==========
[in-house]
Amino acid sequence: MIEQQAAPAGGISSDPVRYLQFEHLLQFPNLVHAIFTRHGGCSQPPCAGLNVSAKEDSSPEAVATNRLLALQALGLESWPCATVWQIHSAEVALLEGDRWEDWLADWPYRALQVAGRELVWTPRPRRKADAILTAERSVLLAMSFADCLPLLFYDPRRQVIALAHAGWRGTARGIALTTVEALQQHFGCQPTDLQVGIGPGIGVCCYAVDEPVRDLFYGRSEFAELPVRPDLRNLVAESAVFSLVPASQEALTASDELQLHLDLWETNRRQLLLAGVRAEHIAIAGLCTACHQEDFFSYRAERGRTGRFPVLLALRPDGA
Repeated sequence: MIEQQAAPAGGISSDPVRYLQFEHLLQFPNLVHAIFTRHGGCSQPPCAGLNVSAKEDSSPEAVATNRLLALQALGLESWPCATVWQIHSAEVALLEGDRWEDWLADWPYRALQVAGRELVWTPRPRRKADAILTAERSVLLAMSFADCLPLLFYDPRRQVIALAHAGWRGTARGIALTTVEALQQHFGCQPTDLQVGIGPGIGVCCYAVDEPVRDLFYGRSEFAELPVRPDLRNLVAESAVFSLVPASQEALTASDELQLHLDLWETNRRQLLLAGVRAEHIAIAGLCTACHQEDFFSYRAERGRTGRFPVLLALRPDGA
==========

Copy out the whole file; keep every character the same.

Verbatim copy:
[in-house]
Amino acid sequence: MIEQQAAPAGGISSDPVRYLQFEHLLQFPNLVHAIFTRHGGCSQPPCAGLNVSAKEDSSPEAVATNRLLALQALGLESWPCATVWQIHSAEVALLEGDRWEDWLADWPYRALQVAGRELVWTPRPRRKADAILTAERSVLLAMSFADCLPLLFYDPRRQVIALAHAGWRGTARGIALTTVEALQQHFGCQPTDLQVGIGPGIGVCCYAVDEPVRDLFYGRSEFAELPVRPDLRNLVAESAVFSLVPASQEALTASDELQLHLDLWETNRRQLLLAGVRAEHIAIAGLCTACHQEDFFSYRAERGRTGRFPVLLALRPDGA
Repeated sequence: MIEQQAAPAGGISSDPVRYLQFEHLLQFPNLVHAIFTRHGGCSQPPCAGLNVSAKEDSSPEAVATNRLLALQALGLESWPCATVWQIHSAEVALLEGDRWEDWLADWPYRALQVAGRELVWTPRPRRKADAILTAERSVLLAMSFADCLPLLFYDPRRQVIALAHAGWRGTARGIALTTVEALQQHFGCQPTDLQVGIGPGIGVCCYAVDEPVRDLFYGRSEFAELPVRPDLRNLVAESAVFSLVPASQEALTASDELQLHLDLWETNRRQLLLAGVRAEHIAIAGLCTACHQEDFFSYRAERGRTGRFPVLLALRPDGA